Page 1 of 1

Addicted Parrots Raid Poppy Farms

PostPosted: March 2nd, 2019, 4:09 am
by toucana
Parakeets.png

Poppy farmers in India are saying their crops are being damaged by parrots that have become addicted to the opium in their plants.

https://edition.cnn.com/videos/world/2019/03/01/india-parrots-damage-opium-crops-orig-vstan-bdk.cnn

Video taken in India’s Madhya Pradesh state show parrots tearing into poppy plants. Some parrots even cut the stalks and fly off with the poppy capsules.

Farmers said they are forced to guard their crops 24 hours a day. Some are protecting their poppy fields with nets to keep the parrots out.

The Indian government offers licenses for opium cultivation to a limited number of farmers. Their crops are used for the legal production of of painkillers like morphine and codeine.

The hopped up parrots are Indian Ringed Parakeets (Psittacula Kramen).

Re: Addicted Parrots Raid Poppy Farms

PostPosted: April 27th, 2019, 3:28 am
by anc0de
I'm honestly surprised the little buggers don't die to overdosing. Just a few hundred milligrams is enough to kill an average person - I wonder why these little specimens don't overdose as easily.

Re: Addicted Parrots Raid Poppy Farms

PostPosted: April 27th, 2019, 4:36 am
by toucana
anc0de wrote
I'm honestly surprised the little buggers don't die to overdosing. Just a few hundred milligrams is enough to kill an average person - I wonder why these little specimens don't overdose as easily.

From an abstract on "The pharmacology of medieval sedatives: the "Great Rest" of the Antidotarium Nicolai."

https://www.ncbi.nlm.nih.gov/pubmed/24905867
RESULTS:
Given the proportional quantities of the alkaloid rich plants, we calculate the optimal dose of Great Rest to be 3.1±0.1-5.3±0.76 g and reveal that the lethal dose of Great Rest is double the therapeutic concentration where all three alkaloid compounds are biologically active.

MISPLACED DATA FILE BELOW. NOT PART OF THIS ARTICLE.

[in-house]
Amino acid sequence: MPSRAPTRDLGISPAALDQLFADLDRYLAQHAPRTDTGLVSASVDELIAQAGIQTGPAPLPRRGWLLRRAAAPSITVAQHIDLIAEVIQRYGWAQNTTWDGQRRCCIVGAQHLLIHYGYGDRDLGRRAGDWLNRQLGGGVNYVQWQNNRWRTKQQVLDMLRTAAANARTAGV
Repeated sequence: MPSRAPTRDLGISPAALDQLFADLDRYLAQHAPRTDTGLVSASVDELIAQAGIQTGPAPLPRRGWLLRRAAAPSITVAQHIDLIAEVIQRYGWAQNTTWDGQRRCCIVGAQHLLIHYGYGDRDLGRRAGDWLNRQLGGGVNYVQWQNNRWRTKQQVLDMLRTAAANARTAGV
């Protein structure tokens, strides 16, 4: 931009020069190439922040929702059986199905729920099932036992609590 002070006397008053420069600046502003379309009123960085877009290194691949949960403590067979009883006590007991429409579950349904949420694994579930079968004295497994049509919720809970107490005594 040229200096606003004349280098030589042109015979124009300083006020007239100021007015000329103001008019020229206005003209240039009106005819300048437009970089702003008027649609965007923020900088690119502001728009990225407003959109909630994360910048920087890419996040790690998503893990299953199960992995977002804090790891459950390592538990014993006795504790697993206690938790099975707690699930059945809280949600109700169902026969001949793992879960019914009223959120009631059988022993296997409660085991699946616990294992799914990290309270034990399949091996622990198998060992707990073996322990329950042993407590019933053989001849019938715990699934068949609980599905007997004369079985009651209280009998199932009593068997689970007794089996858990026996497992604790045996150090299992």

CONCLUSION:
This study helps establish the effective dose (ED50), toxic dose (TD50) and lethal dose (LD50) rates for the ingestion of raw opium, henbane and mandrake, and describes their probable combined effects, which may be applied to similar types of pre-modern pharmaceuticals to reveal the empirical logic behind past practices.

You are wrong by several orders of magnitude.

Re: Addicted Parrots Raid Poppy Farms

PostPosted: May 1st, 2019, 3:33 am
by anc0de
toucana » April 27th, 2019, 12:36 am wrote:From an abstract on "The pharmacology of medieval sedatives: the "Great Rest" of the Antidotarium Nicolai."

https://www.ncbi.nlm.nih.gov/pubmed/24905867
RESULTS:
Given the proportional quantities of the alkaloid rich plants, we calculate the optimal dose of Great Rest to be 3.1±0.1-5.3±0.76 g and reveal that the lethal dose of Great Rest is double the therapeutic concentration where all three alkaloid compounds are biologically active.
CONCLUSION:
This study helps establish the effective dose (ED50), toxic dose (TD50) and lethal dose (LD50) rates for the ingestion of raw opium, henbane and mandrake, and describes their probable combined effects, which may be applied to similar types of pre-modern pharmaceuticals to reveal the empirical logic behind past practices.

You are wrong by several orders of magnitude.


I see. My misunderstanding comes from confusing opium, produced from the poppy plant, with the opium-derived, processed drug heroin. Still pretty impressive that such little birds can tolerate the drug well enough to come back for seconds.

Re: Addicted Parrots Raid Poppy Farms

PostPosted: May 2nd, 2019, 5:00 am
by doogles
I liked the way Toucana and ancOde have discussed this subject objectively and with the provision of data to support argument.

I was amused though at the use of the term 'Great Rest' as probably a euphemism for 'Death'. Have I mis-interpretated or was that term ever used biologically? It seems quaint even by my old standards.

Re: Addicted Parrots Raid Poppy Farms

PostPosted: May 2nd, 2019, 5:08 am
by doogles
Apologies.

I just researched it and discovered that it was a generic name for a particular preparation of opium derivatives.